Payment methods. Blockchain. Artificial intelligence. You may feel like new business software or technology is being introduced almost daily. We’ll dissect a few of the most important and relevant developments to help you keep track of the latest tech updates for your business.
1. Real-time payments are creating new opportunities.
Real-time payment networks are revolutionizing transactions for both businesses and consumers. Completing transactions faster isn’t just convenient. With speedier settlement and greater visibility, new approaches to credit, fulfillment, and supply chain integration are possible.
The last major overhaul in affordable high-speed payment began in the 1970s with the introduction of automated clearinghouse (ACH) payments. These cut payment delays from weeks to just one or two business days. Now, both same-day ACH and real-time payments are available to financial institutions and their customers. Reducing the gap between sending and receiving funds improves visibility and trust for all parties—and innovators will find ways to turn that increased certainty into business efficiencies.
On the consumer side, COVID-19 helped quicken the momentum of real-time payment methods. Nearly one-quarter of people said they use a peer-to-peer financial tool to send or receive payments more often than they did before the pandemic.1 If you’re focused on shorter wait times between your financial transactions and having access to those funds, it’s worth evaluating real-time payment methods for your business.
2. Blockchain is now more interesting than cryptocurrency.
Cryptocurrency is having a moment. The cryptocurrency market reached an all-time high in February 2021, and investors are showing a renewed interest in blockchain, the technology that forms the foundation for Bitcoin, Ethereum, and other alt-currencies.2 Countries like the Bahamas and Cambodia launched some of the first national-level blockchain-based systems, and U.S. legislators and regulators are starting to pay more attention to this technology as well.2
There are so many new and novel applications cropping up that it’s virtually impossible to keep track of them all. Although many blockchain-related apps won’t gain widespread usage, some of them may lead us toward more innovative ways to store and parse healthcare data, process and maintain custody of legal evidence, and track inventory from raw materials to final, finished delivery and purchase.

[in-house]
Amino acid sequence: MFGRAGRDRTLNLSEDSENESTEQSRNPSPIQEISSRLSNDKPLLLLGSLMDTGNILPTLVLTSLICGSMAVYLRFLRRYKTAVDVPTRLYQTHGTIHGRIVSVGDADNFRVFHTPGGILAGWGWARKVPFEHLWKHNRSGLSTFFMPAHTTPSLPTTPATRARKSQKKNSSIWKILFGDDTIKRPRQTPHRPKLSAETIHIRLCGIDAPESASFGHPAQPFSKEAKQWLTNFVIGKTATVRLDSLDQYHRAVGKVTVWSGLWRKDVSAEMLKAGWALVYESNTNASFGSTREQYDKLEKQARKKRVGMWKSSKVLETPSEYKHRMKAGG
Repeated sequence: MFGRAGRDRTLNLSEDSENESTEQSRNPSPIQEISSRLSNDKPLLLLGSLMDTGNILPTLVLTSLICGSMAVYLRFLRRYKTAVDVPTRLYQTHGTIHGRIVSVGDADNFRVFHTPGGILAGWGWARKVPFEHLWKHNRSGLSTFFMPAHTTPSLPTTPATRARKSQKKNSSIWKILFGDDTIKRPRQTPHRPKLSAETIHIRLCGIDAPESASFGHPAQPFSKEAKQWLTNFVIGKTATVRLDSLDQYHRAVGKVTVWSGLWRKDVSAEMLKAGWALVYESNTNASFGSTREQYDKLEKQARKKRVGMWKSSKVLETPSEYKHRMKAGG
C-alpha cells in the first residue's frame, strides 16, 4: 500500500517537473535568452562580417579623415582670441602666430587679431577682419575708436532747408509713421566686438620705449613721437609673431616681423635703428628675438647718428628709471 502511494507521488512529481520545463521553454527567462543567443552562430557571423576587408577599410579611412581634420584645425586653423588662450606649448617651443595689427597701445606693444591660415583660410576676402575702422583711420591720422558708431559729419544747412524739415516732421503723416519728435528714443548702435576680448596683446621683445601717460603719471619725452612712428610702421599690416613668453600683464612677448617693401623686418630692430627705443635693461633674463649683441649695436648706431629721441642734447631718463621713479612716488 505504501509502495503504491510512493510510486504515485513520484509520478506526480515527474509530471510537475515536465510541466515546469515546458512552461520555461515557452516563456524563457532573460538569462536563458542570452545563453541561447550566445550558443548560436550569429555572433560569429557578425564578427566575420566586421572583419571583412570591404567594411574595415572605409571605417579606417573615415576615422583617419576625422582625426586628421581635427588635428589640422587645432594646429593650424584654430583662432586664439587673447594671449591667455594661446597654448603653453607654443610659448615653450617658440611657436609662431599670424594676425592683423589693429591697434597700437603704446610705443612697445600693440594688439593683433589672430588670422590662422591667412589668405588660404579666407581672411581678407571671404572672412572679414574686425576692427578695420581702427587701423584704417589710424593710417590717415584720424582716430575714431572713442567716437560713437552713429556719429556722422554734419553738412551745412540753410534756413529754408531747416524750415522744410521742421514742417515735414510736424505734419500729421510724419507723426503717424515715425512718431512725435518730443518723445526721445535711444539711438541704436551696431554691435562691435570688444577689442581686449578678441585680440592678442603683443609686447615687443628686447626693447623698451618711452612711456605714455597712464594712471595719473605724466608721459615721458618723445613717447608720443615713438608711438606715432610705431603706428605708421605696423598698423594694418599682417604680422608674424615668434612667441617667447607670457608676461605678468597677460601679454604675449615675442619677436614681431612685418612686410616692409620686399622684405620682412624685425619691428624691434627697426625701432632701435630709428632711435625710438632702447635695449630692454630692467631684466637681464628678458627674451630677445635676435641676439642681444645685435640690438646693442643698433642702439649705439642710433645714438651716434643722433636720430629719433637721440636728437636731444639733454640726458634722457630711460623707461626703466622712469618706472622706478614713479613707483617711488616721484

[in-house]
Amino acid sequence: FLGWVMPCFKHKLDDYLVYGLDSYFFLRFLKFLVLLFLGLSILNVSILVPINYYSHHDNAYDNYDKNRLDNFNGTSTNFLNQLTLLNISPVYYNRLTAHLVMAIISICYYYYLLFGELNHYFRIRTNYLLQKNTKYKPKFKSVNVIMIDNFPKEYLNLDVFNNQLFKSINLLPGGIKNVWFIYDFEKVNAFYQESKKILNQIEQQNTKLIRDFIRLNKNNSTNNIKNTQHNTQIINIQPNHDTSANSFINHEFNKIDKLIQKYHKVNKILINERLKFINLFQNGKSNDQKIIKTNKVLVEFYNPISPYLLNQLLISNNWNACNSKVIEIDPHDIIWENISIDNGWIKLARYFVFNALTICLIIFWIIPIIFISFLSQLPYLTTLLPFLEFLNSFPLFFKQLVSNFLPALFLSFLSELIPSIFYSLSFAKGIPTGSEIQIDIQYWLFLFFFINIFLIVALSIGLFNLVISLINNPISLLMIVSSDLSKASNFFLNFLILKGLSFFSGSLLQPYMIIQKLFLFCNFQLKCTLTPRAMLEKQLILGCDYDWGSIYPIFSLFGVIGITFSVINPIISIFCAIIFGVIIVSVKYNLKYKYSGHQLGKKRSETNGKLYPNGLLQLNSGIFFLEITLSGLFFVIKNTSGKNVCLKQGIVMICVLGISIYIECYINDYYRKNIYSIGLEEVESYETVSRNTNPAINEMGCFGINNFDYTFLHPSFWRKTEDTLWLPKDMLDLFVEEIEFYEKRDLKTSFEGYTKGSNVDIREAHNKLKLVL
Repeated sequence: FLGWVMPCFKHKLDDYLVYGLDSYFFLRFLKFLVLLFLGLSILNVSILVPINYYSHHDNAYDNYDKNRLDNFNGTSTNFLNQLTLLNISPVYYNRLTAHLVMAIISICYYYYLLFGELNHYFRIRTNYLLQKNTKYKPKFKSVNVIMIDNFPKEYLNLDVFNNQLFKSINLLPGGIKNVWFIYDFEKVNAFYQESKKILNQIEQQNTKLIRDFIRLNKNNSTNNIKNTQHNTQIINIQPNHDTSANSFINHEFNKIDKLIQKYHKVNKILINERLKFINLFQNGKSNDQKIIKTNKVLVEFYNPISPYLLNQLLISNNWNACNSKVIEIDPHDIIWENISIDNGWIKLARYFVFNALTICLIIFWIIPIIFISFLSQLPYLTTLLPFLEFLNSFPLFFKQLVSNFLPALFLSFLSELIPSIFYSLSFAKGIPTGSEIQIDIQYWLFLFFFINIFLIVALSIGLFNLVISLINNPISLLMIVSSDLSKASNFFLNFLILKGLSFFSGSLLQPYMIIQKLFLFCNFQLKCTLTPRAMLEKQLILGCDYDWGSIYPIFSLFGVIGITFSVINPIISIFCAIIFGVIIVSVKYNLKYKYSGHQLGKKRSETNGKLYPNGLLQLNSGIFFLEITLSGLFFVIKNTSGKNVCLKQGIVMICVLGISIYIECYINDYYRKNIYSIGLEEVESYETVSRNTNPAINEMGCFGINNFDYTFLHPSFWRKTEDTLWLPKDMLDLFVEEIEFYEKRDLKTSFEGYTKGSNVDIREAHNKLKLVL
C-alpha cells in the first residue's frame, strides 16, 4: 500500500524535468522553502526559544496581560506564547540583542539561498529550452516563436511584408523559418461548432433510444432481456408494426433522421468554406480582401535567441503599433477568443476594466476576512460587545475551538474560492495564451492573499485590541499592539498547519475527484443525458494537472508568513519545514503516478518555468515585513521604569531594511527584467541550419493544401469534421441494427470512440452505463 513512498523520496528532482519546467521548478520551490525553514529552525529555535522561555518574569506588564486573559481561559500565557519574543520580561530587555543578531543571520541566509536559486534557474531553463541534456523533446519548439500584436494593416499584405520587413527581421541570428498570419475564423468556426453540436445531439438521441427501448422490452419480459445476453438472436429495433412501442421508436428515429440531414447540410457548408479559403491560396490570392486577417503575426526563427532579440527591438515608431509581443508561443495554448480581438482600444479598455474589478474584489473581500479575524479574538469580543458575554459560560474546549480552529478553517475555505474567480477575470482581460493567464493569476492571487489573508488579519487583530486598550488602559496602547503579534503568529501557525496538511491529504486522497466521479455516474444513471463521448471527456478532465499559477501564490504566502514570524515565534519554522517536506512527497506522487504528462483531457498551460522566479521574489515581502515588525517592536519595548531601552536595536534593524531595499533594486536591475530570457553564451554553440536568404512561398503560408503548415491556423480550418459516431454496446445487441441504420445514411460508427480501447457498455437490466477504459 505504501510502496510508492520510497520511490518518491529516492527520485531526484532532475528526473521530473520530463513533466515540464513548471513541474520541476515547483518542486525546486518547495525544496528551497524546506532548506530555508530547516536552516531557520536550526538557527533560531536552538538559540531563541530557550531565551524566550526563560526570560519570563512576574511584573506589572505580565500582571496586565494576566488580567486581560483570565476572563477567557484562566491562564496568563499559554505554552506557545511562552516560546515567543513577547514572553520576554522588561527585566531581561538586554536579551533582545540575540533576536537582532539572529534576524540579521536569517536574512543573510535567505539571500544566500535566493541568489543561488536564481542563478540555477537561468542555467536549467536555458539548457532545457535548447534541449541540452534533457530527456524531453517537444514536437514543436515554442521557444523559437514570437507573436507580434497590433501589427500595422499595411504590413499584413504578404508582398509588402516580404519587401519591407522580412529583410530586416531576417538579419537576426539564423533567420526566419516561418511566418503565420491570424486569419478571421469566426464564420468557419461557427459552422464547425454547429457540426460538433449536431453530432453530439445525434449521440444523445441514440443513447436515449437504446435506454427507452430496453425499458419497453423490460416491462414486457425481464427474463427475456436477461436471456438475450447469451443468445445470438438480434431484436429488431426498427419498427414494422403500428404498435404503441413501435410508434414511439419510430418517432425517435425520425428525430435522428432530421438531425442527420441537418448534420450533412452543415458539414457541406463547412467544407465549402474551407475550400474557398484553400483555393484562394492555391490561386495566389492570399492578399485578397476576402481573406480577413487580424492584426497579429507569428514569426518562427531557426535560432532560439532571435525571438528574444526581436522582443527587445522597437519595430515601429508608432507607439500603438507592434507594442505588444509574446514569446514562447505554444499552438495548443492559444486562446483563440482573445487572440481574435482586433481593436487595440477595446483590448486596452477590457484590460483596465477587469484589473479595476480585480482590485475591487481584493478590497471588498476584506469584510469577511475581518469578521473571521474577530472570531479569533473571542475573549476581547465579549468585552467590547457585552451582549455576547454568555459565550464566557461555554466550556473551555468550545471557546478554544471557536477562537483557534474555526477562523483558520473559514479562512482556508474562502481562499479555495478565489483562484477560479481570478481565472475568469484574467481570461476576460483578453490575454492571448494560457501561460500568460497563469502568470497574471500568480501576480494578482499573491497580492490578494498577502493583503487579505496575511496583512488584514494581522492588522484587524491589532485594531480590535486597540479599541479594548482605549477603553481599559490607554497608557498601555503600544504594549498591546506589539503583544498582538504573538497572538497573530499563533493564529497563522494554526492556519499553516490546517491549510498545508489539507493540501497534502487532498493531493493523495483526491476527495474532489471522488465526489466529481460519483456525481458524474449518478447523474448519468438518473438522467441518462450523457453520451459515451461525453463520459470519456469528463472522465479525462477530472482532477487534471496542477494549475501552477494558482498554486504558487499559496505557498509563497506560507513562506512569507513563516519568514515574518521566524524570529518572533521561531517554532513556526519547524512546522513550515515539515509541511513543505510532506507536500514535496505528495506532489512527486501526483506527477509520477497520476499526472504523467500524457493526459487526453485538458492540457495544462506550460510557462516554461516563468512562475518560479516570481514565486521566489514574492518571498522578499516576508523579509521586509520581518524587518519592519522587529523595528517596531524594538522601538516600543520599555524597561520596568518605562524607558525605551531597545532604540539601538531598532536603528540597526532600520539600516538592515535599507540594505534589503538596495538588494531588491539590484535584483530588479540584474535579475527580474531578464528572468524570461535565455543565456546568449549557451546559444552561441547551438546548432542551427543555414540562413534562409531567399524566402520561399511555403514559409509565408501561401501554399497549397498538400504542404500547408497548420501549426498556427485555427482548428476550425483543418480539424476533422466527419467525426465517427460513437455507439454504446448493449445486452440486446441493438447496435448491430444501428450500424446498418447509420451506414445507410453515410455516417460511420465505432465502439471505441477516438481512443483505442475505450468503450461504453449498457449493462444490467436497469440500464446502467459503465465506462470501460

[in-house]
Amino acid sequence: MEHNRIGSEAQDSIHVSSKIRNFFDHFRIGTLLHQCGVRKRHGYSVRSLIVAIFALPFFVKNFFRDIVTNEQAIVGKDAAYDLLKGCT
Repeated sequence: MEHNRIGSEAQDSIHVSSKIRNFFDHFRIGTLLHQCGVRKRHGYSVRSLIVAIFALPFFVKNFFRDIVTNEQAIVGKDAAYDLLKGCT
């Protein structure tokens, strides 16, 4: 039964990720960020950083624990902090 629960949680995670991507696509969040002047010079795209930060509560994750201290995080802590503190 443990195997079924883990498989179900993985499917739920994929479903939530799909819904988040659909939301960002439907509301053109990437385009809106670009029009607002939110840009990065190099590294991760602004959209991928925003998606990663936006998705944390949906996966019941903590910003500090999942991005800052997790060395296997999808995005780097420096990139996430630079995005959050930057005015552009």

3. AI is becoming essential.
Consumer data is a precious resource for you and your business. You may consider trying to leverage artificial intelligence (AI) to parse through your treasure trove of data. This information can help you make better business decisions. AI may also help you automate tedious tasks like transcription, to-do lists, and more.
AI can be a powerful tool that can help deliver more customized services to each of your customers, which may give you that extra edge over your competitors you need.
4. Managing a remote workforce may become the norm.
For many, the COVID-19 pandemic brought with it a new way of working. Instead of going into a central office every day, many people joined their morning meetings via video chat from their kitchen tables or bedroom-corner desks. This trend may continue, as 55% of employees say that would prefer to work remotely at least three days per week on a long-term basis.3
A potential shift to remote work—or a hybrid model of working part of the week in the office and part of the week at home—means it will be essential to have the infrastructure to oversee a remote workforce.
Technologies like 5G, centralized HR software, and a robust fraud protection system are a few examples of what may be important to keep your business running optimally as your workforce evolves.
5. Businesses need to remain mobile.
It might be hard to imagine running your business without being able to check email from your phone, anytime and anywhere. And it’s practically impossible to imagine being productive without the simple tap-and-swipe control over multiple inboxes.
But to help remain competitive, it will be crucial for all-important workflow processes—not just checking email—to be accessible online, especially as workforces trend toward remote work.
Luckily, it’s getting easier to design and use mobile apps with complex business processes, because databases and high-end business applications are more open than ever. Enterprise application programming interfaces (APIs) are significantly more powerful (and more readily available) today than they were even a few years ago—and the tools to stitch together complex workflows across multiple systems are moving down-market as well.
That’s great news for all business owners, but especially those leading small businesses. As coding gets cheaper and simpler, smaller companies will be able to utilize some of these apps that were previously only accessible to larger companies.
Such mobile-native apps are making life easier for enterprise decision-makers and smaller business owners alike. Now is a great time to make a habit of staying on top of the latest technology trends so you optimize your business for yourself, your employees, and your consumers.